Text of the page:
Paper Crafting Around the World
Perhaps the most magical thing about paper is how this simple material can be transformed in so many different ways. Paper crafting has taken on many forms in the hands of different cultures that have incorporated the medium into their folk art. Take a look below at some ways paper is used in art around the world!
Jian Zhi – China
The art of Chinese paper cutting known as “Jian Zhi” dates back to the 4th and 5th centuries A.D. After the invention of paper in China, it was later used to create this iconic folk art.
These intricate paper-cuts are typically made from red paper (a color symbolic for happiness) and used during festivals such as Chinese New Year, or even for occasions like weddings or the birth of a child, because they are thought to bring luck and happiness.
Once it was popularized in China, Jian Zhi slowly spread out to other cultures, each of them giving this art of paper cutting their own unique spin!
Kirigami – Japan
“Kiru” (to cut) and “kami” (paper)
You’ve heard of Origami, but what about Kirigami – the Japanese art of paper cutting? While it is similar to origami because it involves folding paper, Kirigami also involves cutting the paper to create patterns or 3D elements! For a rudimentary example, think of a paper snowflake! You fold, cut, then unfold the paper to create your snowflake. This is the basic concept of Kirigami, though many talented artists take it to another level by creating very intricate designs.
It is thought that Kirigami was derived from Jian Zhi in China. Today, Kirigami can vary from simple to extremely intricate. It also takes on many forms, some being three-dimensional and others flat.
Papel Picado – Mexico
“punched” or “cut” paper
Another style of paper cutting is found in a Mexican folk art that involves creating elaborate designs with sheets of tissue paper. You may be familiar with these lace-like, brightly colored banners that are often used to decorate for special occasions.
The history of Papel Picado can be traced back to the Aztecs who used paper made of bark to make similar decorative banners for homes and temples. This practice evolved when the Spanish came to Mexico. From then on to current day, Papel Picado is displayed during all sorts of celebrations like the Day of the Dead, Christmas, weddings, birthdays and more! The illustrations and colors incorporated into the designs vary based on the occasion.
This iconic folk art hasn’t changed much over time, but the motifs have been incorporated into modern design and fashion.
Woven Hearts – Scandinavia
An old Scandinavian tradition around Christmas time was to weave paper together to form little heart-shaped baskets. These would be hung on the tree and filled with goodies for the children!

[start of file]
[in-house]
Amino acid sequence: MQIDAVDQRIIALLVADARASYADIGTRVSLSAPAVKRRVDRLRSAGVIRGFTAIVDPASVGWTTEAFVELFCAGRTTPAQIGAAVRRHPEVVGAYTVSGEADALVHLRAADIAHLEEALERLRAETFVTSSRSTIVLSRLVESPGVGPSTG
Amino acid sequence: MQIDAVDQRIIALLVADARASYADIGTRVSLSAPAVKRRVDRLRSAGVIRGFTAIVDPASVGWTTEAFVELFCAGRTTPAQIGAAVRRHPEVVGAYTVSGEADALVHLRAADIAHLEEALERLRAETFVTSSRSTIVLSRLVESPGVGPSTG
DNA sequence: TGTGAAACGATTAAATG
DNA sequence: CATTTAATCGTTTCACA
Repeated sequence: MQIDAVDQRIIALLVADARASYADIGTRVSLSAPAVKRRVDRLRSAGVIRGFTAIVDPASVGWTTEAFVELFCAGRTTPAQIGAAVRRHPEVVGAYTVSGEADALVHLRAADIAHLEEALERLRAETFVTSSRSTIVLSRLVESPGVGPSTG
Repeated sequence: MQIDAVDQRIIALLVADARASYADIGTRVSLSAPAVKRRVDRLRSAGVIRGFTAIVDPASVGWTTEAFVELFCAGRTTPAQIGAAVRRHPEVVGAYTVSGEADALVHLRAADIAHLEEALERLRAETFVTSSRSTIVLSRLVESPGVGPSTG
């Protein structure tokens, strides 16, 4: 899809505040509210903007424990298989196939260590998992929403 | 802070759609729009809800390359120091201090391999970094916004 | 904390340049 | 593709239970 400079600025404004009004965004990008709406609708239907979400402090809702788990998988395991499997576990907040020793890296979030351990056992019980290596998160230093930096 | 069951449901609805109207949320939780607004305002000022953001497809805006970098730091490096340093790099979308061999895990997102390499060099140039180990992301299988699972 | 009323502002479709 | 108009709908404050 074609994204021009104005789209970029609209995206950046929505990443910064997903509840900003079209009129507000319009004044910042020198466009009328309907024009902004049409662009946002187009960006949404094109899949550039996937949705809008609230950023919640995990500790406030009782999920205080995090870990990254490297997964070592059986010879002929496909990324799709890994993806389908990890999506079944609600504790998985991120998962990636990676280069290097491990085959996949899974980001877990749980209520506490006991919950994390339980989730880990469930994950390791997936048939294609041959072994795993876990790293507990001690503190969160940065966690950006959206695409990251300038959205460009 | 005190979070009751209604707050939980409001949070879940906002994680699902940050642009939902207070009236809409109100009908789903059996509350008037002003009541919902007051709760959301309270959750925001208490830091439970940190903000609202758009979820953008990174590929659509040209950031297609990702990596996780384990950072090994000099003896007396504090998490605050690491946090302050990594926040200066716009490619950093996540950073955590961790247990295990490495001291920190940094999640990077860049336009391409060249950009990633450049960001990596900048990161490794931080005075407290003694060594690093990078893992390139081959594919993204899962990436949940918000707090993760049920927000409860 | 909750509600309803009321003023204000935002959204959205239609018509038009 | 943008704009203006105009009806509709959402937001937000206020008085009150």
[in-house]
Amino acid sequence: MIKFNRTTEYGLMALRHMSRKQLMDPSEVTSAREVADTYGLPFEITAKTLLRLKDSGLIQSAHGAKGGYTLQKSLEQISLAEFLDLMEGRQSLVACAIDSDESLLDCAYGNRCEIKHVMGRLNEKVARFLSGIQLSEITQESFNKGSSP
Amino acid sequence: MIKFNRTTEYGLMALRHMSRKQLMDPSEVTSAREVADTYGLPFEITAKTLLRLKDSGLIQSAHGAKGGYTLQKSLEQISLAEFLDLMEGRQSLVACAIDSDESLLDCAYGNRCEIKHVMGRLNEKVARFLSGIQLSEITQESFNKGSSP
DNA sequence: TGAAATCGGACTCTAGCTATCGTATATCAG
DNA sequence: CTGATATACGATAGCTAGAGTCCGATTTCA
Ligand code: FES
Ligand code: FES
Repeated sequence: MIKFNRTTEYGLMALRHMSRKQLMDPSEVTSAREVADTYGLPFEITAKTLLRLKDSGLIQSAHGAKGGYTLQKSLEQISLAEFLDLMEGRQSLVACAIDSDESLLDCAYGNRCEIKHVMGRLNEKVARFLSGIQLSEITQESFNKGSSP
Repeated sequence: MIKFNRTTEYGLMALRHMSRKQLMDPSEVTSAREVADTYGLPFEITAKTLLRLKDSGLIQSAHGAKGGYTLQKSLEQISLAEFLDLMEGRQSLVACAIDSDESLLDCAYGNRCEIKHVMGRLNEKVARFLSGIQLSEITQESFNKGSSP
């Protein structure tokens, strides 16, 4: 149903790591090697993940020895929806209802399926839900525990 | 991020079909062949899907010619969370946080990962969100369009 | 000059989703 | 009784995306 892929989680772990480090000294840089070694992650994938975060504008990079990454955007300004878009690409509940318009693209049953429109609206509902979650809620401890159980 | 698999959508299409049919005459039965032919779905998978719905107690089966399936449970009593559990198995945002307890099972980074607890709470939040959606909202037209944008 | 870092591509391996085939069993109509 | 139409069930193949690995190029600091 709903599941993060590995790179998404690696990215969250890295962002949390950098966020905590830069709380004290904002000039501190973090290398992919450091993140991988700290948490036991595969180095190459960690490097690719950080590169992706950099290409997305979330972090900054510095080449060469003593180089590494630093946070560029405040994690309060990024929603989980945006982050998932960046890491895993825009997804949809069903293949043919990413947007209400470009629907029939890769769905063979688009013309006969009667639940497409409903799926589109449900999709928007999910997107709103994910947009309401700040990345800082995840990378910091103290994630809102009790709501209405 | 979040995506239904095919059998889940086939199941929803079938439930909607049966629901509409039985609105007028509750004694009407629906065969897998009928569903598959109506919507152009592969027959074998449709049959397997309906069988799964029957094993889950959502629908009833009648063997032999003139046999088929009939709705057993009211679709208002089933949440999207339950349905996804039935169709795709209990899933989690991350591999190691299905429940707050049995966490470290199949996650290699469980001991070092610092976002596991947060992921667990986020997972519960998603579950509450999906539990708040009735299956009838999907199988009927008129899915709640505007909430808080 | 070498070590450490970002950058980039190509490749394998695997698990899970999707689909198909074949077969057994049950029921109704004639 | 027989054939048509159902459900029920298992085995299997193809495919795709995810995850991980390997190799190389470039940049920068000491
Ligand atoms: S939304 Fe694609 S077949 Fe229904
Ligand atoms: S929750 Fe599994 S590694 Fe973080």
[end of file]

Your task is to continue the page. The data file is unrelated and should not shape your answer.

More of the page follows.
The origins of this craft are unknown, but it has been said that the famous Danish author Hans Christen Anderson was making them by the 1860s. This traditional craft project is one that children and families would do together during the holidays.
Jewish Paper Cut Folk Art
Are you surprised to see how many different cultures have some form of paper cutting folk art? Jewish paper cutting incorporates elements such as animals, figures, plants and even sentences to portray themes and scenes from the Bible. This art was typically used for ceremonies and holidays, and often decorated marriage contracts or even parts of the home.
There was a period of time where many of these traditional pieces were lost and destroyed as a result of World War II. Since the late twentieth century, people who remember this folk art have brought it back to life by creating new art to honor the tradition. This image is a modern interpretation inspired by traditional pieces.
Scherenschnitte – Germany
Another type of traditional paper crafting that requires scissors and a steady hand is scherenschnitte. This craft commonly incorporates symmetry in the design, and can feature images such as silhouettes, animals, flowers, and more.
It is said to have been founded in Switzerland and Germany in the 16th century. As with other paper cutting styles, the designs can very from simplistic to intricate depending on the artist’s skill level.
Iris Folding – Holland
Iris Folding is a paper technique that has become pretty popular within the scrapbooking and card making communities – and while we aren’t 100% certain of the origin, it is thought to have come from Holland!
This technique involves taking paper strips and arranging them in a pattern that spirals into the center of the design. It gets its name from the end result, which resembles a camera lens – or the “iris” of a camera. The final result is eye-catching and fascinating to look at, and especially impressive when it incorporates a variety of paper colors, textures, and patterns.